And here is the worst part – does any of that help those who hear it in the long run? If I preach you can get rich by trying to out give God, and even if you do get rich, does that secure your eternal future? If I preach we need to work hard to achieve this paradise, even if we get to that point, does that do anything about a conscience loaded down with the guilt of past sins and current ones? If I preach it is a moral free-for-all, is that going to give you confidence as your face your own mortality, peace as you face huge issues, and a sense of godly purpose as you live out your life? No. All this will only leave you feeling empty. Empty, because stuff and money fades and has its limitations in the joy it can bring. Empty, because plenty of people have tried the Utopia idea and all thus far have failed. And empty, because being your own god – dictating right and wrong – is not what you need. You know you need a God to save you from yourself, just as I do.
 
See now why we must base all we believe/teach on the Word? See now why we have to be able to honestly say that anyone who preaches something other than the Word has it wrong? It’s because everything is wrong. It’s man-focused. It’s man-obsessed. It’s man-created. And if there is one thing man is good at, it’s screwing things up.
 
But there is something else we need to focus on here. If we stop now, it comes across arrogantly. “We have the truth. You don’t. We’re better.” And the point is maybe best addressed by some questions. What are we going to do with that truth? What are we going to do with the truth of God’s Word, a truth he led us to believe and accept as truth? Are we going to hide it? Are we going to keep a low profile because to say that you have found absolute truth in religion will cause you to be mocked or look arrogant? Are we going to waffle and give in?
 
Once more to our text. After talking about how the world will make its own truth or follow someone else’s invented truth, Paul says this to Timothy: “But you, keep your head in all situations.” Keep your head. What does that mean? It means stand firm. It means don’t listen to all that other garbage. It means staying rooted in God’s Word. And it means being a witness to that truth. We do that when we are not afraid to engage people on what God’s Word really does say. We do that when we buck back against what is accepted as fact by the world, be it about creation, abortion, or what truth really is. We do that when we teach our kids and grandkids what we’ve been taught, preparing the next generation as the previous generation prepared us. If you want more guidance in any of those areas, find me after the service or shoot me an email.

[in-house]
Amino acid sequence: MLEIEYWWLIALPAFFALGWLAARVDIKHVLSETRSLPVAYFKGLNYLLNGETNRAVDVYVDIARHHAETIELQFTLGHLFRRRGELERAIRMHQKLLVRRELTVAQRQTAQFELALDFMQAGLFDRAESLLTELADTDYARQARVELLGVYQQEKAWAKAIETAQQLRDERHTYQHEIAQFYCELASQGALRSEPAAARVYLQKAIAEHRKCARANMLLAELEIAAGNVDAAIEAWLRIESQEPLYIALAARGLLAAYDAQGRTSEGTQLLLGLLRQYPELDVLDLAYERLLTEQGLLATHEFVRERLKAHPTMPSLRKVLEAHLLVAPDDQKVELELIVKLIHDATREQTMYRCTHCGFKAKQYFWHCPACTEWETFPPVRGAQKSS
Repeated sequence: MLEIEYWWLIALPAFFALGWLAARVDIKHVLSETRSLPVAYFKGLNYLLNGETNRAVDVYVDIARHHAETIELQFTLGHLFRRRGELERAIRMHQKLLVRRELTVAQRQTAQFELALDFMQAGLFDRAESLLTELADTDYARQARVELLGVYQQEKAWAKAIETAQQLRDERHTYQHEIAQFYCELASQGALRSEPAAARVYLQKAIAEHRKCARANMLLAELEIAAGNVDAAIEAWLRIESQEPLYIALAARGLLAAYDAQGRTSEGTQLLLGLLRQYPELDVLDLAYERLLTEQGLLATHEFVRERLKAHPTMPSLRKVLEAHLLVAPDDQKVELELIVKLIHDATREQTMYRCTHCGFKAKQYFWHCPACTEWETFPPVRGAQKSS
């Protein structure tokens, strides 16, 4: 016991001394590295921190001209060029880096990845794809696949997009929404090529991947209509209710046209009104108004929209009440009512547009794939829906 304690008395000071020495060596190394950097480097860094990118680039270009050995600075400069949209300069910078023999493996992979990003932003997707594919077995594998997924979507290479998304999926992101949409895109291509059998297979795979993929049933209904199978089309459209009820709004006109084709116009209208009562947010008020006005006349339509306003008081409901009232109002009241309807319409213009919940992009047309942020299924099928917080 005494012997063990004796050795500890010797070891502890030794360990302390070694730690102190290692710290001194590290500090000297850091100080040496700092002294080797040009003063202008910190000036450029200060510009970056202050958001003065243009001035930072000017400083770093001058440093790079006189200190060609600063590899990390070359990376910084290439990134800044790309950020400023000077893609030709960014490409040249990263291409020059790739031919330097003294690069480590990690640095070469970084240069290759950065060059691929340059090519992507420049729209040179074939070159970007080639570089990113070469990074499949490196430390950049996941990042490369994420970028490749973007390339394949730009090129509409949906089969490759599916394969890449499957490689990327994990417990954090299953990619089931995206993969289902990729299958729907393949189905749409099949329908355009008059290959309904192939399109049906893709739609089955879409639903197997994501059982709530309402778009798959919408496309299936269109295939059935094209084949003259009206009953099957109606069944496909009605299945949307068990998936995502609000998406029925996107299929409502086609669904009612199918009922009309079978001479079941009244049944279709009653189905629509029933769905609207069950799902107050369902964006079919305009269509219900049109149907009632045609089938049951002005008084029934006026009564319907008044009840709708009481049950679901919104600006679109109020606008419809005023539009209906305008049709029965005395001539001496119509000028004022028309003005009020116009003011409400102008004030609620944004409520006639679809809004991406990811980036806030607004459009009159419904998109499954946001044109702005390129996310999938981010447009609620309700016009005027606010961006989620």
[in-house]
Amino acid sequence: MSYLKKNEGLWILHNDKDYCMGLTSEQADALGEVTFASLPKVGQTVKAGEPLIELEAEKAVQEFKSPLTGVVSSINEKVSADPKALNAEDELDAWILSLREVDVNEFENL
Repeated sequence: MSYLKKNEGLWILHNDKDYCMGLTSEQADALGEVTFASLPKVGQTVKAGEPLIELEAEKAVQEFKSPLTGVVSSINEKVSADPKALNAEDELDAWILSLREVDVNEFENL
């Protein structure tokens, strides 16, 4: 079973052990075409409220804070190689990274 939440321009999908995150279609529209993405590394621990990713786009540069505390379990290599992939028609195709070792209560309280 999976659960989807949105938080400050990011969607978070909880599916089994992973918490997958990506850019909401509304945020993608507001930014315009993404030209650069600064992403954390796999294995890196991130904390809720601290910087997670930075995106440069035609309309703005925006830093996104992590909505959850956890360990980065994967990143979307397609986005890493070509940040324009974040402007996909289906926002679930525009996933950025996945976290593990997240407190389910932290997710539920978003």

And above all, why do we stand firm? That the forgiving love of Christ might be known by more and more people. That the sad truth of sin is realized and the glorious truth of a Savior from that sin is understood. That people stop focusing solely on this life and lift their eyes to the home in heaven a crucified and risen Jesus won for them. That people are able to rest each night and wake each day as we do: confident of our place in God’s family, certain about his blessings throughout the day, and joyous that he will work all things for our good, now and in eternity.
 
I know the phrase does sound kind of bad – “Everybody else is wrong.” But if everybody else is teaching what is contrary to the Word, that does get the point across. But maybe we can focus on the positive. We can say this to people. “I know the truth. It is not my truth. I didn’t come up with it or even discover it. It is God’s truth. He brought me to it and led me to believe it. And that truth comforts, encourages, reassures, and blesses me every day in ways I never imagined. And it will comfort, encourage, reassure, and bless me in the greatest way possible when my time here is up and my Lord calls me to the home Jesus won for me. That’s the truth. Want to hear more about it?” Amen.